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Motto


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Motto



The motto was originally a war cry or slogan. Mottoes first began to be shown with arms in the 14th and 15th centuries, but were not in general use until the 17th century. Thus the oldest coats of arms generally do not include a motto. Mottoes seldom form part of the grant of arms: Under most heraldic authorities, a motto is an optional component of the coat of arms, and can be added to or changed at will; many families have chosen not to display a motto.

Motto: Virtus praestantior auro
Motto Translation: Virtue is more excellent than gold.


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Shakind Family Crest Products


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Shakind Family Crest Products




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See Also


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See Also




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Citations


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Citations



    Other References

    1. Bardsley, C.W. A Dictionary of English and Welsh Surnames: With Special American Instances. Wiltshire: Heraldry Today, 1901. Print. (ISBN 0-900455-44-6).
    2. Virkus, Frederick A. Ed. Immigrant Ancestors A List of 2,500 Immigrants to America Before 1750. Baltimore: Genealogical Publishing, 1964. Print.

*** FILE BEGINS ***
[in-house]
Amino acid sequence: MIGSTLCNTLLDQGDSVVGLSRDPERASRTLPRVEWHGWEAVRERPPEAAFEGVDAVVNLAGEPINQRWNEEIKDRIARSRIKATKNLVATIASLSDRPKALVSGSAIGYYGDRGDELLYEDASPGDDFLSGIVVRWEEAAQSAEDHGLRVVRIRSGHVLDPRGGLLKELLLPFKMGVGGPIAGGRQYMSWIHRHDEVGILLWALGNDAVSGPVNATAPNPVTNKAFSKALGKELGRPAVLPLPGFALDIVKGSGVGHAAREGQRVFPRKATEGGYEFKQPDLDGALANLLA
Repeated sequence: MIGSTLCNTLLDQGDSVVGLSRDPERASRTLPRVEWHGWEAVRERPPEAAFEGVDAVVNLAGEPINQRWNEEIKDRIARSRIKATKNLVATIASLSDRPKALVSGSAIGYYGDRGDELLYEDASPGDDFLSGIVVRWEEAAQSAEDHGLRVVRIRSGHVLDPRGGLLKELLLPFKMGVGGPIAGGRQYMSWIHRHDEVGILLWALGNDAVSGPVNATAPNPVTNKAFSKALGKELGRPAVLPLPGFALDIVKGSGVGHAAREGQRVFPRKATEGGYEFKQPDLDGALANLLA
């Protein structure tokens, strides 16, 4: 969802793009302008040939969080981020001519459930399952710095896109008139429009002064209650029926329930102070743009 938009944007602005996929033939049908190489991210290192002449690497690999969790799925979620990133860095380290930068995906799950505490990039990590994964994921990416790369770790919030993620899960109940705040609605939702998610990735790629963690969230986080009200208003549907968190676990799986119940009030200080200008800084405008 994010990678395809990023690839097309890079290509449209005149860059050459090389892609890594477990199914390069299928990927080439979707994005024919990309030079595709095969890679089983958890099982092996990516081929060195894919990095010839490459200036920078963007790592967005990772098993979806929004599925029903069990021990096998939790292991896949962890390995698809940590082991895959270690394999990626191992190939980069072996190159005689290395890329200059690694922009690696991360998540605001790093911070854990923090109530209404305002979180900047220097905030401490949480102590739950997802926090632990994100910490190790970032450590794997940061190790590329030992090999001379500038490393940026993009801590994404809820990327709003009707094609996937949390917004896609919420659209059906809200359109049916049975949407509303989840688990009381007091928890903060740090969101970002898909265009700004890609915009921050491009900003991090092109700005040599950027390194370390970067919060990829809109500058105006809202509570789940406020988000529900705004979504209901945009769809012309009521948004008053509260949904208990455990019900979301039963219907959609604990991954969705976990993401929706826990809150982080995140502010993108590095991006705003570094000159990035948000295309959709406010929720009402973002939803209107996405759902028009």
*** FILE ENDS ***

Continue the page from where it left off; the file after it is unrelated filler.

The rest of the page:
3. Thirsk, Joan. The Agrarian History of England and Wales. Cambridge: Cambridge University Press: 7 Volumes. Print.
    4. Burke, John Bernard Ed. The Roll of Battle Abbey. Baltimore: Genealogical Publishing. Print.
    5. Foster, Joseph. Dictionary of Heraldry Feudal Coats of Arms and Pedigrees. London: Bracken Books, 1989. Print. (ISBN 1-85170-309-8).
    6. The Norman People and Their Existing Descendants in the British Dominions and the United States Of America. Baltimore: Genealogical Publishing, 1975. Print. (ISBN 0-8063-0636-X).
    7. Humble, Richard. The Fall of Saxon England. New York: Barnes and Noble, 1975. Print. (ISBN 0-88029-987-8).
    8. Chadwick, Nora Kershaw and J.X.W.P Corcoran. The Celts. London: Penguin, 1790. Print. (ISBN 0140212116).
    9. Bowman, George Ernest. The Mayflower Reader A Selection of Articales from The Mayflower Descendent. Baltimore: Genealogical Publishing. Print.
    10. Bolton, Charles Knowles. Bolton's American Armory. Baltimore: Heraldic Book Company, 1964. Print.
    11. ...

    The Shakind Family Crest was acquired from the Houseofnames.com archives. The Shakind Family Crest was drawn according to heraldic standards based on published blazons. We generally include the oldest published family crest once associated with each surname.

    This page was last modified on 23 May 2013 at 08:21.